On the demand side—on the client side—it seems to me like there is an appetite for some really big contracts. KFC has their escape room fry cook training. Wal-Mart has a really big VR training component, so does McDonald’s. And at the other end of things, there are clients like the insurance company you described. Do you think demand will fill in between these poles?
That’s a good question. I think the demand will fill in when the supply is there. The projects we’re putting together right now are upwards of $300,000 a piece. Not everyone has that. What we are challenging ourselves to do is see if we can take what we create at that upper price-point and enable us to put together medium-size and smaller-size solutions.
We’re forming agreements with at least two authoring tool companies that I really like. They will allow us to do things that we used to only be able to do custom in Unity faster, which will reduce the price. Because we’re at the university here, we have access to some really amazing resources for video production at a fraction of the rate you would get for commercial.
So I think your mid-sized company that wants to do a couple VR programs will have a fighting chance of doing so once the suppliers and the solutions in that mid-range are available.
The Future of VR in Corporate Training and Regatta VR
HK: From what I understand from your site, Regatta deals mostly in VR training programs that teach soft skills. These include topics of focus like sexual harassment and bullying. Do you expect this to remain the general area of training Regatta designs going forward?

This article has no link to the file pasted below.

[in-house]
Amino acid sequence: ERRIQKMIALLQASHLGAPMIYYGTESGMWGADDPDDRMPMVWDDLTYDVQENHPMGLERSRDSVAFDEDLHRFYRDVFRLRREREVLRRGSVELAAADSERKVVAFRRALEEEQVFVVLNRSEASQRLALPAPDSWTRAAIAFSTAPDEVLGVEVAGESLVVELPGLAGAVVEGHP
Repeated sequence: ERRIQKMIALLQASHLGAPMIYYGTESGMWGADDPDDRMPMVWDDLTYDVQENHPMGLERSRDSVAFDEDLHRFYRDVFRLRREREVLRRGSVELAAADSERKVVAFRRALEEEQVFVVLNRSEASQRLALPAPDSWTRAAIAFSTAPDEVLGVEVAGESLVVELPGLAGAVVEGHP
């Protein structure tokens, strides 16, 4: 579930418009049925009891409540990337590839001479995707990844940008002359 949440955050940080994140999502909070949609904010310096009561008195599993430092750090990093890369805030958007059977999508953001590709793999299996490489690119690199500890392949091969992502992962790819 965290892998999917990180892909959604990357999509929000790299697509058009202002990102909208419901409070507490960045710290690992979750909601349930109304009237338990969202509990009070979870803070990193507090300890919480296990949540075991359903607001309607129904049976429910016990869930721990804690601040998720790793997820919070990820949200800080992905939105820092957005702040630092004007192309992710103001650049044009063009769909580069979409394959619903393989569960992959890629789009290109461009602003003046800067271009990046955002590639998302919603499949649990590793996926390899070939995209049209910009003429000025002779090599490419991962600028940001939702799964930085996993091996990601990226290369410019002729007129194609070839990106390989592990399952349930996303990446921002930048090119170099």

BW: We will be doing work on the other end of the spectrum. I mentioned the car for the insurance agency. The architectural, engineering, construction (AEC) industry, is very interested. That’s all the hard skills and safety and those kinds of things. We’re not going to say no to that kind of work because it allows us to really flex our muscles and practice some new techniques.
I do think that we’ve found a sweet spot for ourselves. Our pedigree has always been that we’ve been able to find a way to take these really complicated soft skills and find a way to effectively teach them online. The VR headset is allowing me to integrate some incredibly exciting and sophisticated techniques as a result of all that immersion aspect. I think it will be a strong area because it fits. The sexual harassment, diversity, anti-bullying, those are the ones that are natural fits for us. Those will be the first real packaged courses that we will put on the market.
But then I want to drive it deeper. There are some real key areas where empathy matters and where you’re able to either teach the individual and make a difference for them or teach their families and make a difference for the individual. We outline a few of these on our website, but PTSD, Alzheimer’s, these are areas where I really think we’ll be able to push this technology to a level where we might actually be able to make a difference in peoples’ lives. Building the empathy program and the anti-bullying and those things are giving us steps towards our ability to do that, and I think that’s one of the more noble aspects of our mission.